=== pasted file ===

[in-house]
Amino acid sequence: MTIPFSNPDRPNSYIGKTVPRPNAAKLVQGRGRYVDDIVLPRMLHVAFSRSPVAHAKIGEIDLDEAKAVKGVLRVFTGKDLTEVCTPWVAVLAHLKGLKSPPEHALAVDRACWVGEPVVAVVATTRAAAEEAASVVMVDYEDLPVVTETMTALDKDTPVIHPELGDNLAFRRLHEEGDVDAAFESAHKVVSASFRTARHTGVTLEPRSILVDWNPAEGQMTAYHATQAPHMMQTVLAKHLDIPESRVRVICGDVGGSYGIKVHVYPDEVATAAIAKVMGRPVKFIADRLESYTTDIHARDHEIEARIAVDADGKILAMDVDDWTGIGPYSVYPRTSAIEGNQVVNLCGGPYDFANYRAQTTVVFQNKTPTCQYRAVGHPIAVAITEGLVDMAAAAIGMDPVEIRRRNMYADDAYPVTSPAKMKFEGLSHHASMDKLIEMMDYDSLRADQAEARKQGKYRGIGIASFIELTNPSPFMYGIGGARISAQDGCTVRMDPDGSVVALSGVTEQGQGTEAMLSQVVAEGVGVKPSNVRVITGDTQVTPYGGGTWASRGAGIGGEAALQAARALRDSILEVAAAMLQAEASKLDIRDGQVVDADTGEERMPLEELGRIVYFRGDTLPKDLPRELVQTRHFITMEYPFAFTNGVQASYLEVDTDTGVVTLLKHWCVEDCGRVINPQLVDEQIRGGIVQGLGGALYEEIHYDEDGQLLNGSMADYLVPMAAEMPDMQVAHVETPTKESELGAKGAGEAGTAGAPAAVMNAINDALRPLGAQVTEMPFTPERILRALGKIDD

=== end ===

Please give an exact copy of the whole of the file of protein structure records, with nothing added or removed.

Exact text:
[in-house]
Amino acid sequence: MTIPFSNPDRPNSYIGKTVPRPNAAKLVQGRGRYVDDIVLPRMLHVAFSRSPVAHAKIGEIDLDEAKAVKGVLRVFTGKDLTEVCTPWVAVLAHLKGLKSPPEHALAVDRACWVGEPVVAVVATTRAAAEEAASVVMVDYEDLPVVTETMTALDKDTPVIHPELGDNLAFRRLHEEGDVDAAFESAHKVVSASFRTARHTGVTLEPRSILVDWNPAEGQMTAYHATQAPHMMQTVLAKHLDIPESRVRVICGDVGGSYGIKVHVYPDEVATAAIAKVMGRPVKFIADRLESYTTDIHARDHEIEARIAVDADGKILAMDVDDWTGIGPYSVYPRTSAIEGNQVVNLCGGPYDFANYRAQTTVVFQNKTPTCQYRAVGHPIAVAITEGLVDMAAAAIGMDPVEIRRRNMYADDAYPVTSPAKMKFEGLSHHASMDKLIEMMDYDSLRADQAEARKQGKYRGIGIASFIELTNPSPFMYGIGGARISAQDGCTVRMDPDGSVVALSGVTEQGQGTEAMLSQVVAEGVGVKPSNVRVITGDTQVTPYGGGTWASRGAGIGGEAALQAARALRDSILEVAAAMLQAEASKLDIRDGQVVDADTGEERMPLEELGRIVYFRGDTLPKDLPRELVQTRHFITMEYPFAFTNGVQASYLEVDTDTGVVTLLKHWCVEDCGRVINPQLVDEQIRGGIVQGLGGALYEEIHYDEDGQLLNGSMADYLVPMAAEMPDMQVAHVETPTKESELGAKGAGEAGTAGAPAAVMNAINDALRPLGAQVTEMPFTPERILRALGKIDD